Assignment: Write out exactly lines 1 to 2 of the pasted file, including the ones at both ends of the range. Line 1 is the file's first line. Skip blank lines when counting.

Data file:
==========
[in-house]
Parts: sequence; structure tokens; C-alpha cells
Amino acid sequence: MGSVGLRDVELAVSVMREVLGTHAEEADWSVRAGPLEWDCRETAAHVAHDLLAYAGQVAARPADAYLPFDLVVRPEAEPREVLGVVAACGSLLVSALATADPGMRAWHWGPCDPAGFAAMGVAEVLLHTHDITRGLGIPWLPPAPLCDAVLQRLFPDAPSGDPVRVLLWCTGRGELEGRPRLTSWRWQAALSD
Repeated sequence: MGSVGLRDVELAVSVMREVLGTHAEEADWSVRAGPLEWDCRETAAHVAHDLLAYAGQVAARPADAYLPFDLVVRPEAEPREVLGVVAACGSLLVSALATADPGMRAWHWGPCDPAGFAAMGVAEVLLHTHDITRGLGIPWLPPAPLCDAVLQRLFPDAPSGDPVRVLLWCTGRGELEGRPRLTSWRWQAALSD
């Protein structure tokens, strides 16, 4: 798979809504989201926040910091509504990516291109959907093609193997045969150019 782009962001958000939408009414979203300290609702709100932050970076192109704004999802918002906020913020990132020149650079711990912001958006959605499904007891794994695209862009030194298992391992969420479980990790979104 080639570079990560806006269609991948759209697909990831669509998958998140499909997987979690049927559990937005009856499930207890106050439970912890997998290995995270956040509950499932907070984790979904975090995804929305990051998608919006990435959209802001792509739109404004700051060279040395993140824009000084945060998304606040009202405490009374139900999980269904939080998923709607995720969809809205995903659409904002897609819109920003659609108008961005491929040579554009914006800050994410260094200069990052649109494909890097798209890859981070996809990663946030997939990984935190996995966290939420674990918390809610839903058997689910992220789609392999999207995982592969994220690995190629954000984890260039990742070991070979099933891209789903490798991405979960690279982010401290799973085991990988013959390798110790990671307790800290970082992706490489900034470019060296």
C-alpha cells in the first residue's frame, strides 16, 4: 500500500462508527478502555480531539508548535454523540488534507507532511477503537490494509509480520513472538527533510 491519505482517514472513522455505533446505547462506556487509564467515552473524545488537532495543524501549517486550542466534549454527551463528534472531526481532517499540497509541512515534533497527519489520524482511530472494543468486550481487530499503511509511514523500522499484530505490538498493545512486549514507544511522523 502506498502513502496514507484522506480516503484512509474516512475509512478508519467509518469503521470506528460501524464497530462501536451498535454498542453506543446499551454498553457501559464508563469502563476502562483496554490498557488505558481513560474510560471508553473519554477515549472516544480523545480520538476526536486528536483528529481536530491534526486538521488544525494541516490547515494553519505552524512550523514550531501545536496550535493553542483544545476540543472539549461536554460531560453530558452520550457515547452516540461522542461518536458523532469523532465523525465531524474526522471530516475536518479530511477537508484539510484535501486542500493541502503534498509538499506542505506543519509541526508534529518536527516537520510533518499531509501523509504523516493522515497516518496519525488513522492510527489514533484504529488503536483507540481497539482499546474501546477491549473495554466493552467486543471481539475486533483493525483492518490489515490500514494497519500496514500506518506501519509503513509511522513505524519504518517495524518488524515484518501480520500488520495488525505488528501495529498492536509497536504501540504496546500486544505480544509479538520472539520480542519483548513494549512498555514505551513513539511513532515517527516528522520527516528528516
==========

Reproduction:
[in-house]
Parts: sequence; structure tokens; C-alpha cells